Imagine a young nurse, cool and tip-top in a white scrub suit, surveying her anxious household before waving goodbye — generously, unflinchingly.
Imagine that from an island barangay southeast of Manila, she heads into the mainland hospital wary of the unseen that this pandemic has brought every doorstep worldwide.
Imagine that outside her house she is met by the barangay chairman’s wife, who stops her from coming back. The words “stay in the hospital instead, be a role model” send a fluttering in the gut. Like the grim prognosis you wish you never heard from a doctor’s clinic.
Imagine that she drags herself to the port area anyway because she is not just a faithful servant. She too is a cooperative neighbor.
Imagine that she is refused a boat ride by drivers. She is declined not once but many times over until one reluctant soul drives a hard bargain. “Last na ito, ha?”
Imagine that at work she is only called a reliever despite all six months spent substituting or supplementing staff. Nurses are not paid the minimum let alone hazard pay. And the time allotted for charting or endorsing shifts is not compensated. Those who complain are told to tip their “caps” off to a suitable institution.
Now imagine that hospital personnel battling the spread of diseases have also been fighting dire shortages. Some of them have used or reused patch up or homemade protective wear without antiviral design.
This is more or less what happened to Jenny (not her real name) who has been staying in the hospital for more than three weeks, bouncing between departments when on duty to a cramped stock room where she sleeps — away from home.
She misses her family badly. “Gusto ko na umuwi, pero kinakabahan po ako.” Isolated, she is worried sick that she’ll be refused a ride, blocked along the way, or ejected if she ever gets to her place.
For health workers, performing an oath of medical duties across the country means being in an uncomfortable but necessary position. Yet many are worse off. They find themselves suspected as potential carriers of the pathogen in their own towns.
An encouraging thought is knowing that many people “go out” of their way to make a difference even when the times have made their own lives difficult.
That’s exactly what Volunteer Lawyers Against Discrimination or VLAD has been doing since offices and most courts are closed. VLAD has created a venue for persons requesting assistance called PRAs to stay connected and assured in stressful situations. Not surprisingly, its membership grew in a matter of days from a handful of blockmates to about a hundred lawyers from different schools nationwide.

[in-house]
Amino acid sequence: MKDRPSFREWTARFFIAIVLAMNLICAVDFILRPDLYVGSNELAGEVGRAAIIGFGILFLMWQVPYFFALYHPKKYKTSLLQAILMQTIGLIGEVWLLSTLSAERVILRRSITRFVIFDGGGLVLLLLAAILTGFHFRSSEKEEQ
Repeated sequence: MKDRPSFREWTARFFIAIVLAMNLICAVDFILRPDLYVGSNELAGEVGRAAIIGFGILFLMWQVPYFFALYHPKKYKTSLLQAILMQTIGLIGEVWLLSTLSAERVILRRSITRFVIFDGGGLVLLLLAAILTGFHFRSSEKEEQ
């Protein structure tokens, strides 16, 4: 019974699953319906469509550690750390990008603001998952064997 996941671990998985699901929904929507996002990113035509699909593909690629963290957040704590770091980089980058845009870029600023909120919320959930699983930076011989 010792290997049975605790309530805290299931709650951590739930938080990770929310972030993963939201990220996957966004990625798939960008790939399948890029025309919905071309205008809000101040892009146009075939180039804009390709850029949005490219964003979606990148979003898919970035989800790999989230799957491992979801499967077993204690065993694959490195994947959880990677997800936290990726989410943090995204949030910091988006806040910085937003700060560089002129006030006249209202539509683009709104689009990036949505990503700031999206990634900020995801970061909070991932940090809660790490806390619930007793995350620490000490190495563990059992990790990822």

When I received VLAD’s invite, a neighbor had just dropped by our house and volunteered to secure a quarantine pass for each of the homeowners to shorten the line outside. After only about an hour, he handed us our card. But before I could thank him, he had left just as fast.
So when I texted Jenny I was somehow paying this graciousness forward.
“Salamat po sa tulong, attorney. Hindi ko akalaing may sasagot sa message ko sa VLAD. Masaya ako na may ba-back up pala sa akin.”
“Salamat po sa tulong, attorney. Hindi ko akalaing may sasagot sa message ko sa VLAD. Masaya ako na may ba-back up pala sa akin,” she says. I advised her to secure a certificate from the hospital stating that she is a nurse without symptoms of any sort and that no COVID-19 patient has been admitted to her workplace. I also drafted a letter for her addressed to barangay officials and the police asking them to ensure that her freedom of movement and right to stay home are respected to avoid a formal complaint against them.
“Words can bring a world of happiness and hope.”
Her appreciation along with those that I have had the privilege of receiving over this month would make you believe all the clichés about how words can bring a world of happiness and hope and, as the Proverbs say, “healing to the bones” — one PRA at a time.
A reassuring call buoyed a returning cruise ship worker, who was unaware of quarantine rules, after a long haul from Spain back to Bicol. A legitimate appeal helped convince suspicious barangay officials to let a transient firefighter remain in his house in Tacloban City. And a cautionary message warned a student in Makati City against Facebook use that threads on privacy rights.
Little did I know that in the long days of social distancing we can be thankful for how a word of advice kept most of us entwined to get something right when everything else seemed wrong.
I’d like to imagine how Jenny returned home, after her unexpected “confinement,” tired but grateful. And like in reality TV, your household, your barangay especially, got to watch a family welcome their daughter back — generously, unflinchingly.
Note: The author, together with more than a hundred volunteer lawyers, provides free legal assistance and can be contacted through the Facebook Page of the Volunteer Lawyers Against Discrimination or any of its mobile numbers: 09992298705 for Smart subscribers; 09177052333 for Globe subscribers.